Central and southern Mexico was once ruled by a powerful tribe of hunters and gatherers from northern Mexico called the Aztecs in the 15th and early 16th centuries.
Apart from being famous for giving the world the exceptionally accurate Aztec calendar, their contribution to pottery is significant and their craftsmanship much admired world over today.
Pottery, besides being useful to the Aztecs, was considered a religious craft form. The shapes, sizes and designs were all symbolic of the Aztec culture and religion.
In the time of the Aztecs, pottery was owned by every Aztec or Mexica household no matter how poor they were. They used pots for storing water, soaking beans overnight and other household items. The wealthier families also owned several pieces of handmade plates and goblets – all made from the finely-textured clay found in abundance in Mexico.
The reason we have extensive knowledge about Aztec pottery today and the changes it underwent, is due to a peculiar tradition the Aztecs followed of destroying all their household goods every 52 years.
One of the most famous styles of Aztec pottery is what is now known as ‘black – on – orange’. Though many designs were used over the course of their history, most designs used black and white as well as red and orange colours. A white background with black, red and orange painted designs was at one point, the most popular style. Depending on the geographical area the pots were being made in and the materials found in that area, the pottery varied in style.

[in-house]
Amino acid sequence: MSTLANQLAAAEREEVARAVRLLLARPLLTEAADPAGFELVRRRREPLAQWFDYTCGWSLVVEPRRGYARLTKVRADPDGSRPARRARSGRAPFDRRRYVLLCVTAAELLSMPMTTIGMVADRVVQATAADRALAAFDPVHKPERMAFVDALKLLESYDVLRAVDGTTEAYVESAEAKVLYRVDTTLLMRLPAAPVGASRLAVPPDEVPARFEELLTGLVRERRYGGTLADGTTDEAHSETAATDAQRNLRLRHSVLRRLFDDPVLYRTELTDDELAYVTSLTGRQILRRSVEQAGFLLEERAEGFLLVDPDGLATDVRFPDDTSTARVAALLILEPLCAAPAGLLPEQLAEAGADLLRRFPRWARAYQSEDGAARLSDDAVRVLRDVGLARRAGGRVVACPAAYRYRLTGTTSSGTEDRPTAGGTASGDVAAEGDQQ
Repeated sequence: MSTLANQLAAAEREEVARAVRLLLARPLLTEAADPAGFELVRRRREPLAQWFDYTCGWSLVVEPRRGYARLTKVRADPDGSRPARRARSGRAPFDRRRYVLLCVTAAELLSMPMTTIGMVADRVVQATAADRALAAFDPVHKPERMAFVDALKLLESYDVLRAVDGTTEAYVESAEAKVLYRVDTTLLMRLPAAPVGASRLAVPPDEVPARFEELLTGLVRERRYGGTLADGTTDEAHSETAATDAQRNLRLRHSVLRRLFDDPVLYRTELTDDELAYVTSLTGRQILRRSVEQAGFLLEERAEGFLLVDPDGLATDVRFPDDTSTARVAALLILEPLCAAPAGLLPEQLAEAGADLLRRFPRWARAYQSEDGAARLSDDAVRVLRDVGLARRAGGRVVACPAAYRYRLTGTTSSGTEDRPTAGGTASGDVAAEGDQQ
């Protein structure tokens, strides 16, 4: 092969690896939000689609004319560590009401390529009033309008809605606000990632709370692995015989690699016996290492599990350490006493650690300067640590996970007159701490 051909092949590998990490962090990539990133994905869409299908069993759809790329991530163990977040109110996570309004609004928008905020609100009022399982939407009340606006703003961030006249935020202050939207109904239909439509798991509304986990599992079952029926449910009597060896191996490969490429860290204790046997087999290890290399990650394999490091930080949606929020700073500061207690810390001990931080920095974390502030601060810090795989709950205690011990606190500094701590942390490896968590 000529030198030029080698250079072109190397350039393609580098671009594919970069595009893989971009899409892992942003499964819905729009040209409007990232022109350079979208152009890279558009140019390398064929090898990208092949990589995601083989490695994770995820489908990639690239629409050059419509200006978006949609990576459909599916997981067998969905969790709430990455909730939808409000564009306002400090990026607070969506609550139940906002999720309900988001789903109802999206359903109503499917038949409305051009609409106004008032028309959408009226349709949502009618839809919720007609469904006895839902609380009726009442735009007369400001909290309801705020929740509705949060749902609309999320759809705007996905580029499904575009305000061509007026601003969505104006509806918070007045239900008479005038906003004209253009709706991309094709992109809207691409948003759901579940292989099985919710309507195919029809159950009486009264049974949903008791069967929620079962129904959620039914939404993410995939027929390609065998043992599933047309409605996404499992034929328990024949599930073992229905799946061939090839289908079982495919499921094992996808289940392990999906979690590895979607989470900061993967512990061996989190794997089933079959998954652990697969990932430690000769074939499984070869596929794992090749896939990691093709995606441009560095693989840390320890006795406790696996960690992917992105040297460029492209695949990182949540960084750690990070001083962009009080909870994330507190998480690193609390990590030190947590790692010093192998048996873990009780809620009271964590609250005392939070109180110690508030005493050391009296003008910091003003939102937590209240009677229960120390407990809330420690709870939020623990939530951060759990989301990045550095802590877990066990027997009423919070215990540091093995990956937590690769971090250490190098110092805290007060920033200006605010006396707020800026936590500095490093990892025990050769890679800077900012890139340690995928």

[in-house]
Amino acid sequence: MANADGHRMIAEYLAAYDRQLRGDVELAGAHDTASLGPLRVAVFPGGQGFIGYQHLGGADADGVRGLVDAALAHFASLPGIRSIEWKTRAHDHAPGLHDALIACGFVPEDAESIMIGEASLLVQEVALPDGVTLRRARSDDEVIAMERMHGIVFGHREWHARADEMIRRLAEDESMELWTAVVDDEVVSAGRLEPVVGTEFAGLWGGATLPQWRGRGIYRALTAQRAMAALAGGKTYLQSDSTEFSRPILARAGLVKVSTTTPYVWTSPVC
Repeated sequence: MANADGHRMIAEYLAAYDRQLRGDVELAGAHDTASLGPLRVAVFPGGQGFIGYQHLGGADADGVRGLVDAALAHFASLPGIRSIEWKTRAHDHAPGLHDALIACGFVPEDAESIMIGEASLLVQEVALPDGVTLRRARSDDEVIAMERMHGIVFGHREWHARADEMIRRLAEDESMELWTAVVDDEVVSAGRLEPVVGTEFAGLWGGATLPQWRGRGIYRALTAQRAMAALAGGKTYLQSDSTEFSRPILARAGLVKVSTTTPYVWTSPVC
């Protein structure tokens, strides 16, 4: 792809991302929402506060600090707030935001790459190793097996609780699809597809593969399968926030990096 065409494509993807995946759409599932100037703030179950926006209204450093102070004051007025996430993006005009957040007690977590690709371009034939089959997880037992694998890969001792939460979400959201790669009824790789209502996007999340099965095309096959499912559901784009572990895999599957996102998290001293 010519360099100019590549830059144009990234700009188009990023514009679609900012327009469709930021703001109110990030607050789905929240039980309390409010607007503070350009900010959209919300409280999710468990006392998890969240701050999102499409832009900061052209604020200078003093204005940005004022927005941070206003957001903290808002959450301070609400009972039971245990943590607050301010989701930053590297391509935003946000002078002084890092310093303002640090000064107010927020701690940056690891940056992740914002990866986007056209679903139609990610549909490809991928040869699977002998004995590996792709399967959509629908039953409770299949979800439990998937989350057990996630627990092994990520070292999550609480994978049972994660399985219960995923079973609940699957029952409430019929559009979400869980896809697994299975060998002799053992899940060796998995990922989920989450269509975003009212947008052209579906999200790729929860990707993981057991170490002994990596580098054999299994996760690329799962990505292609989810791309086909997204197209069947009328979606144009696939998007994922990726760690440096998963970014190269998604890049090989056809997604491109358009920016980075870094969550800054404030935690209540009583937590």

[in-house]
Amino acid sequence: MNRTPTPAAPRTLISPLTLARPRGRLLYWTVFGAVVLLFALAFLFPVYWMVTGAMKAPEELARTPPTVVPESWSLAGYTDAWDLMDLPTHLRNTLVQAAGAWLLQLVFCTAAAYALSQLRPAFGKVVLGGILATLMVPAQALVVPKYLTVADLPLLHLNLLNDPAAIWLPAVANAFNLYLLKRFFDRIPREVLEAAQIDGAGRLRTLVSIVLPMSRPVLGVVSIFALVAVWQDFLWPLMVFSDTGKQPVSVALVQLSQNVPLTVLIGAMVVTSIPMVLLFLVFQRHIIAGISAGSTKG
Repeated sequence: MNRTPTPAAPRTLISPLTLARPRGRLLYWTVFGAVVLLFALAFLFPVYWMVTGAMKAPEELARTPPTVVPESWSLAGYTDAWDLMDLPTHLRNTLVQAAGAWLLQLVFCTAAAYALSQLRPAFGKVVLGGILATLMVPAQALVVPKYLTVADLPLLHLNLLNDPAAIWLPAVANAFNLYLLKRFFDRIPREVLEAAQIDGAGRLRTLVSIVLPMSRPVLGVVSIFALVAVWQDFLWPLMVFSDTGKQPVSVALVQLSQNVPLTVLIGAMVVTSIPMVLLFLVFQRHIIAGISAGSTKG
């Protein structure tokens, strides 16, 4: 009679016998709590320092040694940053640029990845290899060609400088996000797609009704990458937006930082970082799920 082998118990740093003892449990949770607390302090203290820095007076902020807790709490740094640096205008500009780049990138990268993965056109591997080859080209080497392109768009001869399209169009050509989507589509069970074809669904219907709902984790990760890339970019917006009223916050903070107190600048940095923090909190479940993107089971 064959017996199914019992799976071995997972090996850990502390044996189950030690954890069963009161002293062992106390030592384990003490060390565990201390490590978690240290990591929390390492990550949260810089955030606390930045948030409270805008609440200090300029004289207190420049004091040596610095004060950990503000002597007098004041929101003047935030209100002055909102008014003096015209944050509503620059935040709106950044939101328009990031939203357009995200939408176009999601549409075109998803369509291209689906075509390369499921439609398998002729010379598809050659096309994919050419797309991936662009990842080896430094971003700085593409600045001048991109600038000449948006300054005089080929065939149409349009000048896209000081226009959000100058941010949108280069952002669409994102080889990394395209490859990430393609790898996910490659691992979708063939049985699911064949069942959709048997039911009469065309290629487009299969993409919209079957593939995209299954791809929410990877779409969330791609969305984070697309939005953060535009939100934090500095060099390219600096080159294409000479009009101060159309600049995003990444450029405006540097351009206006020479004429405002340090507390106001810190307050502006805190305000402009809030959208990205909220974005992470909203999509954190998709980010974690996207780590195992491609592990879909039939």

A transition in the designs of Aztec pottery was noted as they changed from traditional geometric patterns and abstract motifs to nature inspired ones depicting fish, birds, insects and other plants and animals with more ornate borders. This change without a doubt boasts an ‘international’ influence of sorts on the style. The Aztecs made pots using plain strips of clay which they moulded into many shapes with deft, nimble fingers and a keen eye due to the absence of a potter’s wheel. The end of the 15th century saw more refined and delicate objects with sophisticated designs being made as compared to the coarse, basic shapes and rigid designs of the mid 14th century.
Mexican pottery to date reflects strongly the influence of the Aztecs by making use of earthy tones and colours such as deep red, burnt orange and terracotta. Mexican pottery pieces are used by scores of interior designers all over the world to give rooms focal points and the ‘Indian’ vibe. The use of pyramid themes and designs in Mexican décor even today serves as a constant reminder of the powerful Aztec tribes’ contribution to the land’s arts and crafts.